13-14 Junio Merriman still deals with reliable transportation

June 13-14
Robert Merriman’s diary for 13 and 14 of June 1937

Merriman is dealing with largely organizational issues over these two days of the diary.  He mentions Tom Hyde twice on these two days and he continues to be dealing with the issues of where to place him.  The fact that Hyde is mentioned in a sentence where Merriman says he “tried several comrades” seems to indicate that the issue has become a formal discipline case.  He leaves Albacete for Pozo Rubio and then goes to Tarazona with Isadore Schrenzel or Schrenzell ( this page makes the Schrenzell transcription likely).  Merriman talks about a Matilda whose home apparently is being confiscated after she has been in it 14 years.  Merriman promises to write a letter to intervene.  Matilda had pictures of British Brigadista Bert Overton.  Overton had been court-martialed by this point and was being assigned to a work battalion to carry ammunition to the front.  He would be killed in action at Brunete.

Merriman’s car problems continue and he complains about the camp Doctor and two Russians who tampered with a car.  The Doctor apparently broke the lock on the vehicle.

Merriman says after the meal he drove down to the river (presumably Rio Jùcar which was about five miles west of Tarazona de la Mancha).  He mentions a place which we cannot find on the map and which looks like Cuevas de las Patatas (“the Potato Cave”).  Merriman says that someone is in court (perhaps the cases he tried in the morning) who looks like “Lane” and a “Levy” is mentioned.  James L. Lane was in Spain at this time.   Israel Levy was shell shocked at Jarama and sought repatriation.

Carl Bradley
Carl Bradley, later Commander of the 24th Battalion. From September 1937. ALBA PHOTO 11 -0603, Tamiment Library NYU

Merriman mentions here for the first time that “Seamen” were a problem.  Over the next several months, a group of Brigaders who were recruited from the Seaman’s Union would be outspoken and chafe against authority.  The issue will rise to a near rebellion after Belchite in September and a few of the most outspoken Seamen are identified then.      Merriman finishes the day revealing that Jack Mullinger and Carl Bradley were in camp.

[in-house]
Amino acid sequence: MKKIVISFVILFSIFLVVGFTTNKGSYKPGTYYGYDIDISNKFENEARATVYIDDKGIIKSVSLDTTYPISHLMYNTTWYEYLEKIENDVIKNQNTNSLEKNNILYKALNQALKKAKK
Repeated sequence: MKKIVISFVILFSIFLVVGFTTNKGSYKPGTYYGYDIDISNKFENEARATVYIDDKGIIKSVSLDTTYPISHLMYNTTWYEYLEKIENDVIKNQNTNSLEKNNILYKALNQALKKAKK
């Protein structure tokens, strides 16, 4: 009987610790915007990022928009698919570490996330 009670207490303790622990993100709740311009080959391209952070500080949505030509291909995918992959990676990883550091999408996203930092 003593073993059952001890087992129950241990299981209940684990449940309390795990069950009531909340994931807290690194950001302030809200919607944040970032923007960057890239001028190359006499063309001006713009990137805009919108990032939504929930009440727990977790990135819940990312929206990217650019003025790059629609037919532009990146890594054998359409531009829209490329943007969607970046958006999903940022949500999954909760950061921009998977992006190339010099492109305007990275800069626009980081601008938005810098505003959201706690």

Wheeler and Taylor
Bill Wheeler and Joe Taylor at March in July 1938, ALBA Photo 11-0472, Tamiment Library, NYU

On the 14th, Bill Wheeler was leading the training.  Wheeler went into Spain in the first group in December 1936 and came out in late 1938 having been with the Lincoln Machine Gun Company at Corbera on the last day of fighting.  Wheeler actually went home in 1938 and returned shortly thereafter with a group of six men prior to the Ebro Offensive.

Morris Stamm
Morris Stamm, RGASPI Photo Fond 545/Opus6/Delo994, Moscow.

Merriman returns to Albacete with someone that looks like “Martin”.  This person is unknown.   This also could be a scrawled “Marion”.  Merriman meets with Schallrock, Abe Harris who was denied leave, Elliot Loomis who was still driving cars, Morris Stamm and a “Karl Thompson”.   There is a known photo of Stamm but Thompson is a mystery.   Merriman has the car break down in a place that looks like “Geneta” (location unknown) and he eats with a poor Spanish peasant family, paying for his meal.  Trying to replace the vehicle, he pulls rank and gets Car 149 and said that Lou Secundy was helpful but that a French Comrade was less so.

On returning to Albacete, he picks up two women who were afraid that there were Fascists around.  He places a guard on the 14,000 rounds of ammo (this is about a Company’s allotment during active actions).   He speaks with Joe Dallet about his report on Dave Mates and says that Joe was a poor officer of the day with self-criticism.  This gives some insight into how Merriman managed even his friends in Tarazona as Dallet was expected to be self-critical in a “bolshevik” method of instruction.